Favorable matchup: Mike Gesicki, Miami Dolphins (at Jacksonville Jaguars). The Jaguars have the third-most Adjusted Fantasy Points Allowed to tight ends (5.4), not to mention afforded the position the third-most PPR fantasy points per target (2.4), but what stands out most has been the type of talent amassing those numbers against this defense. C.J. Uzomah (26.5 points, Week 4), Pharaoh Brown (10.7, Week 1) and MyCole Pruitt (8.4, Week 5) have had big days against the Jaguars, which bodes well for a more-involved tight end like Gesicki. In terms of usage, Gesicki’s year looks similar to Noah Fant’s, a tight end who managed 13.3 points on six targets against this defense in their Week 2 meeting. This is a TE1 matchup for sure.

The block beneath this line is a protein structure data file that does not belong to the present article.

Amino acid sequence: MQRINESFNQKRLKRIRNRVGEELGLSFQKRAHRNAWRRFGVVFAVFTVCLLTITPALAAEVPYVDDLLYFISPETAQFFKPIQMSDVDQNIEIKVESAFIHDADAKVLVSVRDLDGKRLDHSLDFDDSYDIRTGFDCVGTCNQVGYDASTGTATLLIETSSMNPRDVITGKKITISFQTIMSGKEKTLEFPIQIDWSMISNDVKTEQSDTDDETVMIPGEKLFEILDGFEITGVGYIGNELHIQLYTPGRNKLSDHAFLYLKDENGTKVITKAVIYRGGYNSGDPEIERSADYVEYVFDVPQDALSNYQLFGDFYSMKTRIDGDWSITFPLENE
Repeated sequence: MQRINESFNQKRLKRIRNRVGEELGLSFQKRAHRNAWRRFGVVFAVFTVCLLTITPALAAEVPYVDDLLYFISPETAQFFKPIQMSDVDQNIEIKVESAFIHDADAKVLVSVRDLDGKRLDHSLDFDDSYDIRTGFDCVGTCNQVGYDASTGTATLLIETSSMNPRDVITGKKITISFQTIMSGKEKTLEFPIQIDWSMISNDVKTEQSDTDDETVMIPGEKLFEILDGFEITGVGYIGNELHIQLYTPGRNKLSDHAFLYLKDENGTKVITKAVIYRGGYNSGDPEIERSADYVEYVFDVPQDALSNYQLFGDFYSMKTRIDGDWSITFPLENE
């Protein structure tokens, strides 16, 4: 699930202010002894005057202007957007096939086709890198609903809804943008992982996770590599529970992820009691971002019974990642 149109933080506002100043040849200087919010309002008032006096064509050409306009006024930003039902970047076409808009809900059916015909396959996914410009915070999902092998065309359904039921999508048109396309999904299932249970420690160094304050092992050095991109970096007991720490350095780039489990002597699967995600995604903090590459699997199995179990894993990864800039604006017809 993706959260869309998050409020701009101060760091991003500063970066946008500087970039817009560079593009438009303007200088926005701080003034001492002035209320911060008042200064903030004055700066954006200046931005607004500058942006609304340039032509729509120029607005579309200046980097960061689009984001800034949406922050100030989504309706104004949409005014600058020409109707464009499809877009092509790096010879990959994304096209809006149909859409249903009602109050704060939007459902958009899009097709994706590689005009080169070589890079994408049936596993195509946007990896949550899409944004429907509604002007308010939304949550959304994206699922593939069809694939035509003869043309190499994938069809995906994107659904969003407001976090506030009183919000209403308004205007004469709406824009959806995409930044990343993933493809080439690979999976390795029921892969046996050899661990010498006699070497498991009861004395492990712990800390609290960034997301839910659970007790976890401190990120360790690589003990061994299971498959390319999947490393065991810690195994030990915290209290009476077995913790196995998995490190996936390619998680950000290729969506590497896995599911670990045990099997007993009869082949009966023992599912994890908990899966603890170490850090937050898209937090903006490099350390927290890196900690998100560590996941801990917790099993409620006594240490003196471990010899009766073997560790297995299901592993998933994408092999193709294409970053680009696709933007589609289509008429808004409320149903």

Unfavorable matchup: Dalton Schultz, Dallas Cowboys (at New England Patriots). To be clear upfront, with the way that the tight end position has thinned out beneath its top tier, there are few tight ends I’d call a straight “sit,” matchups be damned. In Schultz’s case, though, the buzz exceeds his Week 6 potential, as while he has been heavily involved in the Cowboys’ offense, his usage still isn’t quite to the level of a Travis Kelce, Darren Waller or even Kyle Pitts, and his matchup against the Patriots is one of the toughest a tight end could draw. They’ve most commonly had their safeties covering their opponent’s tight end, with Kyle Dugger, Devin McCourty and Adrian Phillips affording the position a combined 14.5 PPR fantasy points on 51 coverage snaps, and the team has allowed a league-low 1.1 points per target to the position. Schultz will provide this defense its toughest test yet, and the Cowboys’ wide receiver depth might help to create openings for the tight end, but this is probably not a matchup in which he’ll match his 19.3 point average the past three weeks.